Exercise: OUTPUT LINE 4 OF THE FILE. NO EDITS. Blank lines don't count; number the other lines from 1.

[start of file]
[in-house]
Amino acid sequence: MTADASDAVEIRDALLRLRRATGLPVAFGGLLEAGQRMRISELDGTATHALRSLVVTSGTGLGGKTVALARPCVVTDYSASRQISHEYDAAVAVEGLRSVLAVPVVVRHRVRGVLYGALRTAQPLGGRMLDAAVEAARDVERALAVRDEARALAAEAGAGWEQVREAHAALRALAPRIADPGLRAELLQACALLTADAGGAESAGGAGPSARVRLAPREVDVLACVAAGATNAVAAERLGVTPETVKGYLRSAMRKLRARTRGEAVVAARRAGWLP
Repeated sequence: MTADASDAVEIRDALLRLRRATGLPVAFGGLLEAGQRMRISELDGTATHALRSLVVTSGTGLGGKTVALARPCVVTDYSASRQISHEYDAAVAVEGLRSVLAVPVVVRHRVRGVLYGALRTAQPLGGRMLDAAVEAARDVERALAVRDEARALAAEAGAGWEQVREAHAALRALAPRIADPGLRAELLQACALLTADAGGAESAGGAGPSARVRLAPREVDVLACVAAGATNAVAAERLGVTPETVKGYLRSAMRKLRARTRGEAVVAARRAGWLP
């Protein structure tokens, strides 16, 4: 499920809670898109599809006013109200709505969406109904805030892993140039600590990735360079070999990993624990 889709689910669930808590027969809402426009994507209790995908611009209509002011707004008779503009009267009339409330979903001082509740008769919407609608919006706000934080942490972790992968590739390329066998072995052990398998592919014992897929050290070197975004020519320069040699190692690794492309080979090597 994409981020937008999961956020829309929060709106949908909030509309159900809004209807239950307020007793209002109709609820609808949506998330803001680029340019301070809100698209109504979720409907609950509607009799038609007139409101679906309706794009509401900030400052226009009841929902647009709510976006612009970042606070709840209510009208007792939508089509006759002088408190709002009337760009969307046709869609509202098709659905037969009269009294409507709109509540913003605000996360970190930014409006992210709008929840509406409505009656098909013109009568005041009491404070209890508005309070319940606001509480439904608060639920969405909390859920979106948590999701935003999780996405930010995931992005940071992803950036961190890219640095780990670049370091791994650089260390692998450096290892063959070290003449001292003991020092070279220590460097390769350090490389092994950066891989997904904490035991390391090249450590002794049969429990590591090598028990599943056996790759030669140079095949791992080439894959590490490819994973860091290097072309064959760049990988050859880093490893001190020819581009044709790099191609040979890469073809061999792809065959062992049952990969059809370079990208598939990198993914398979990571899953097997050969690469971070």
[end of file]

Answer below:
């Protein structure tokens, strides 16, 4: 499920809670898109599809006013109200709505969406109904805030892993140039600590990735360079070999990993624990 889709689910669930808590027969809402426009994507209790995908611009209509002011707004008779503009009267009339409330979903001082509740008769919407609608919006706000934080942490972790992968590739390329066998072995052990398998592919014992897929050290070197975004020519320069040699190692690794492309080979090597 994409981020937008999961956020829309929060709106949908909030509309159900809004209807239950307020007793209002109709609820609808949506998330803001680029340019301070809100698209109504979720409907609950509607009799038609007139409101679906309706794009509401900030400052226009009841929902647009709510976006612009970042606070709840209510009208007792939508089509006759002088408190709002009337760009969307046709869609509202098709659905037969009269009294409507709109509540913003605000996360970190930014409006992210709008929840509406409505009656098909013109009568005041009491404070209890508005309070319940606001509480439904608060639920969405909390859920979106948590999701935003999780996405930010995931992005940071992803950036961190890219640095780990670049370091791994650089260390692998450096290892063959070290003449001292003991020092070279220590460097390769350090490389092994950066891989997904904490035991390391090249450590002794049969429990590591090598028990599943056996790759030669140079095949791992080439894959590490490819994973860091290097072309064959760049990988050859880093490893001190020819581009044709790099191609040979890469073809061999792809065959062992049952990969059809370079990208598939990198993914398979990571899953097997050969690469971070």